Category Archives: Lehigh Valley

Driving Safely in Autumn Weather Conditions

The quickly changing environment and weather during the autumn season present a variety of challenges for drivers. Sharp declines in temperature can result in mixed precipitation, black ice, and snow. An abundance of falling leaves makes driving surfaces slippery. Extreme sun glare in the mornings and evenings makes it difficult to see clearly. To drive defensively during this season of transition, it is important that your vehicle is adequately prepared for driving conditions; that you are aware of the weather and animal hazards related to the season; and that you understand the correlation between reaction time and braking distance when unexpected hazards present themselves.
 
Prepare Your Vehicle
Being prepared prior to getting out on the road is the first step to safe driving. Prior to operating the vehicle, conduct a pre-trip walk-around inspection; checking tire pressure, fluid levels, headlights, brake lights and signal lights to ensure that they are inflated to proper levels, and in good, working condition. Also, make sure that your vehicle is equipped with functioning wiper blades and that the wiper arms are exerting enough pressure on the blades to ensure a clean sweep of the windshield. If wiper blades are worn or damaged, replace them immediately.
In addition to the walk-around survey, be sure to make adjustments to mirrors, seats and/or the radio before you begin driving and never while driving. Adjusting controls while driving distracts you from paying attention to events that are occurring on the road. And no matter what the season, always wear your seatbelt when operating or riding in a motor vehicle. This also applies to passengers riding in the back seat(s) of the vehicle.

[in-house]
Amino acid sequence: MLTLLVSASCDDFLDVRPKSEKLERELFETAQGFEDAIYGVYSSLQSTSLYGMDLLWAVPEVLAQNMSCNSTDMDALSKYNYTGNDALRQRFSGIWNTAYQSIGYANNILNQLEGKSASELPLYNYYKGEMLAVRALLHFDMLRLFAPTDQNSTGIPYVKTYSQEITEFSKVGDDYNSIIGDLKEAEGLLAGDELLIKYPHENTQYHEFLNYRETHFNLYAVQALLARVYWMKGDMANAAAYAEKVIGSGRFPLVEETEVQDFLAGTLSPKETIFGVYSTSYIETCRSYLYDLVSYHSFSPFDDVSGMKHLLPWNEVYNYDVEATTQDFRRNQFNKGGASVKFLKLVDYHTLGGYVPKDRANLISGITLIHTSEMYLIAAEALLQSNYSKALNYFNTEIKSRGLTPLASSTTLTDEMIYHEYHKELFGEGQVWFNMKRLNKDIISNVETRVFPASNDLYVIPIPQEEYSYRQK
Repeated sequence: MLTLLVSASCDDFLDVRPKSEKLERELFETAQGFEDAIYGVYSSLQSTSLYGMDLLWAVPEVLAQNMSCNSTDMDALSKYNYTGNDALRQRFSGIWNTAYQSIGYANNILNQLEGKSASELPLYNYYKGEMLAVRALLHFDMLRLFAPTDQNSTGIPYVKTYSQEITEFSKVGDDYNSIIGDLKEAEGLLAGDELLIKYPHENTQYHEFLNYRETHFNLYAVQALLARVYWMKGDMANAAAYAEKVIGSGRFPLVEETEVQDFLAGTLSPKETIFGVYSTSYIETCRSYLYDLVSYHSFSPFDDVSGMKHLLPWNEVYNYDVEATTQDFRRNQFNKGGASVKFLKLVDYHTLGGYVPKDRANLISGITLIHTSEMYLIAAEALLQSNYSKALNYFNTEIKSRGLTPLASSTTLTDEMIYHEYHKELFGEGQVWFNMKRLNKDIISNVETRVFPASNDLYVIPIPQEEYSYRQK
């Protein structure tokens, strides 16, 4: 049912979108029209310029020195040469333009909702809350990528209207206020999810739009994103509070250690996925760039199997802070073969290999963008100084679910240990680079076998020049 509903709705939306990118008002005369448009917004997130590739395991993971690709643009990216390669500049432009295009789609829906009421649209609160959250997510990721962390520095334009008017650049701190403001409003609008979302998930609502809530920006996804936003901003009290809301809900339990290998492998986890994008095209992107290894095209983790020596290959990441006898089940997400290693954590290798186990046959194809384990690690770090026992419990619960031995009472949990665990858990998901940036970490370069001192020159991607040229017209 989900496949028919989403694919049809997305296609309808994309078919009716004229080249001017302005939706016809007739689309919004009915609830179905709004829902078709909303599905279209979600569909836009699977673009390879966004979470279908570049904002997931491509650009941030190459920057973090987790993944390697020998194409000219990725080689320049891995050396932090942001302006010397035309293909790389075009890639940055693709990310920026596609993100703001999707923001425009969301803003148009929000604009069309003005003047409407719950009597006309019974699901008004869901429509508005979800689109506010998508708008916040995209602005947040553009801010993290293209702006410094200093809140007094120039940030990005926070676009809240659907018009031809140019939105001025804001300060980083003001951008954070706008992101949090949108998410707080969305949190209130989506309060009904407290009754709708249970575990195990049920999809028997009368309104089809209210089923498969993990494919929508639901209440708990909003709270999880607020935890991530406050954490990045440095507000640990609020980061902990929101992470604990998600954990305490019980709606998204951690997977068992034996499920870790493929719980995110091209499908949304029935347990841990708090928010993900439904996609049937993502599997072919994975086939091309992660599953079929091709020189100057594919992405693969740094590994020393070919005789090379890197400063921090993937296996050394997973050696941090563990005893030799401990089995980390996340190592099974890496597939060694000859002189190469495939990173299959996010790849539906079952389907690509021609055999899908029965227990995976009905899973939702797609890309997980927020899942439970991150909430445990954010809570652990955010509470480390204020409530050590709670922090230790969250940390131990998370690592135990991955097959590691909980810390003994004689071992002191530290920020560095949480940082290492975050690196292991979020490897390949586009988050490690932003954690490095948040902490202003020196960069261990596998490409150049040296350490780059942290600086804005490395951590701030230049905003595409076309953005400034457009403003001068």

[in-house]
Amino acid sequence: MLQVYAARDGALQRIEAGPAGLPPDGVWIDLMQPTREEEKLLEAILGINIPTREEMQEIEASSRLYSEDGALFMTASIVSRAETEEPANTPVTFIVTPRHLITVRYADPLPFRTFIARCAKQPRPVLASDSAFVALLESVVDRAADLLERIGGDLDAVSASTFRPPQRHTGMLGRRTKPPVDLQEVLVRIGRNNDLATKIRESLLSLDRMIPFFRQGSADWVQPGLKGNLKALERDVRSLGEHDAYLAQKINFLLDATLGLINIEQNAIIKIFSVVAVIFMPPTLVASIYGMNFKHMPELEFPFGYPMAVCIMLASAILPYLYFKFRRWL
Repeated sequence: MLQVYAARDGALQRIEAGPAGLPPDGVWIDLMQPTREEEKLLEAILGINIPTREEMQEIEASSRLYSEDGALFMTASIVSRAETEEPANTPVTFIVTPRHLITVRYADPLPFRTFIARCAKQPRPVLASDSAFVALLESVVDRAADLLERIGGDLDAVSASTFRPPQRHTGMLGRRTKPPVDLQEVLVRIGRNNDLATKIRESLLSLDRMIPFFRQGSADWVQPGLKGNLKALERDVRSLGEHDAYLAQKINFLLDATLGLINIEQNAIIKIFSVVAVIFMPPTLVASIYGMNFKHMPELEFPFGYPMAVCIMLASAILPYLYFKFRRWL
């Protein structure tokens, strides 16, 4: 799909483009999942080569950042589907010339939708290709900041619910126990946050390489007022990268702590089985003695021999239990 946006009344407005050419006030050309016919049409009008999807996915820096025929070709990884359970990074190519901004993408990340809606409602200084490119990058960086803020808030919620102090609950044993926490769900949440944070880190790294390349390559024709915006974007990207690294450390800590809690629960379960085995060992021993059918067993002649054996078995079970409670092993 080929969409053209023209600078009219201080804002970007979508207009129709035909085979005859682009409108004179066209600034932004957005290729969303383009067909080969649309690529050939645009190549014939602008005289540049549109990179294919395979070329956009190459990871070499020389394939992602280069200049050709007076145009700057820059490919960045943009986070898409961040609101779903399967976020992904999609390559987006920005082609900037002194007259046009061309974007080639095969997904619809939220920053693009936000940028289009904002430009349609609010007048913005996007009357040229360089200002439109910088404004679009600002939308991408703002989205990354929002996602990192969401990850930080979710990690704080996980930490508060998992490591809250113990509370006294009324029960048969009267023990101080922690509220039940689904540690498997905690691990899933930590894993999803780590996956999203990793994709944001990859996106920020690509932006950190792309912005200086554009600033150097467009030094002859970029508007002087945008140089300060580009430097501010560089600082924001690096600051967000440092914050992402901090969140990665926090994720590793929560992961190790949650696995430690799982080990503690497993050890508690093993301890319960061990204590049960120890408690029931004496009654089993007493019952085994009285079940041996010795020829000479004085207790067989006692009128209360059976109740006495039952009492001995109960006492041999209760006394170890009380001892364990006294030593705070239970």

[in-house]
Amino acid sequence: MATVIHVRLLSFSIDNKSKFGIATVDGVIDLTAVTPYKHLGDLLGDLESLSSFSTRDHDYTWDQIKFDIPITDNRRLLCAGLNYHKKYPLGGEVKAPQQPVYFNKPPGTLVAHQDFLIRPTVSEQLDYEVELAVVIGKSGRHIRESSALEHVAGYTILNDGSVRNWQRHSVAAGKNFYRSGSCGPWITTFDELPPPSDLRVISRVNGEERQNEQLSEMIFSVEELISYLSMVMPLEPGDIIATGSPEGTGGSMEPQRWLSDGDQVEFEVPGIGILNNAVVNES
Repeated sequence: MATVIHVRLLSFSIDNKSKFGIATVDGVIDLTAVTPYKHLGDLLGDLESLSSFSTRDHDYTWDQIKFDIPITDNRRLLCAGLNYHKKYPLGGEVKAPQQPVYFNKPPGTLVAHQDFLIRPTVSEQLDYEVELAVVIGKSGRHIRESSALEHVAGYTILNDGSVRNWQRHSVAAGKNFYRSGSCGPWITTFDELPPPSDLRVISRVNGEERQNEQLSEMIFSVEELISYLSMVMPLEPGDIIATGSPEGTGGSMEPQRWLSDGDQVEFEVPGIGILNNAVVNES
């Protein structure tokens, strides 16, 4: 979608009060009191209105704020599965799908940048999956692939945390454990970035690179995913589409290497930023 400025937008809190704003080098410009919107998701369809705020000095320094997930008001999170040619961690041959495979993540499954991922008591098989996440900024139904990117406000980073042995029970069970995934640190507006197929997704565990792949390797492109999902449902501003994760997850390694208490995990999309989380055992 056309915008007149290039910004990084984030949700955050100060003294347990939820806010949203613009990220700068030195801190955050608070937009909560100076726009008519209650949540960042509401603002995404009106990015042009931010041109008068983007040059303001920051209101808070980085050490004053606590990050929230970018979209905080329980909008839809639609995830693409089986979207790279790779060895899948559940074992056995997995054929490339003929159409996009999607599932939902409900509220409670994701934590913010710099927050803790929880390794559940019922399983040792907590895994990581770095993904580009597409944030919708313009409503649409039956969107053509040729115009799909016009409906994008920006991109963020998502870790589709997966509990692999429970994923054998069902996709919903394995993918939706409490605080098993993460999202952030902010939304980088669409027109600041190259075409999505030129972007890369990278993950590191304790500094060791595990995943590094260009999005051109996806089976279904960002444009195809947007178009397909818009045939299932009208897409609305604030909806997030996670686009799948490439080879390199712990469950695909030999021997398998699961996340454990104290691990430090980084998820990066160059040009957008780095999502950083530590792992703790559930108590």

The Hazards
 
Wet Roads
When wet weather conditions are present, always slow down and leave enough room around your vehicle to create a cushion of safety. Remember that stopping on a wet road can take up to four times the normal distance as on a dry road. When road surfaces are wet, watch for the presence of standing water in the roadway. When water stands or puddles on the pavement, it lifts oils and other fluids from the road causing slick spots, which increase the chance for your vehicle to skid.
Excessive water can also cause your vehicle to hydroplane, which means that your tires “surf” on a film of water like a skier. Sudden, heavy downpours, driving too fast or driving on worn tires also increases your chances of hydroplaning. If the vehicle begins to hydroplane, do not brake or turn suddenly. These actions could put the car into a skid. Instead, ease your foot off the gas until the car slows down and you feel the wheels connect with the surface of the road. If you must apply the brakes in this situation, light, gentle pumping actions will be effective. If the vehicle has anti-lock brakes, brake normally and hold your foot firmly on the brake pedal so that the vehicle’s computer mimics a pumping action.
Mixed Precipitation and Ice
On cold, wet days, look for ice in shady spots along the roadway. Because ice forms easily in these conditions, these areas are often the first to freeze and the last to dry out. Slow down and watch for ice on bridges and overpasses. These apparatuses often have icy spots even when the rest of the roadway is relatively dry. Because bridges and overpasses are suspended above ground-level, they are not insulated from the heat generated by the ground and are subject to direct contact with cold temperatures and wind.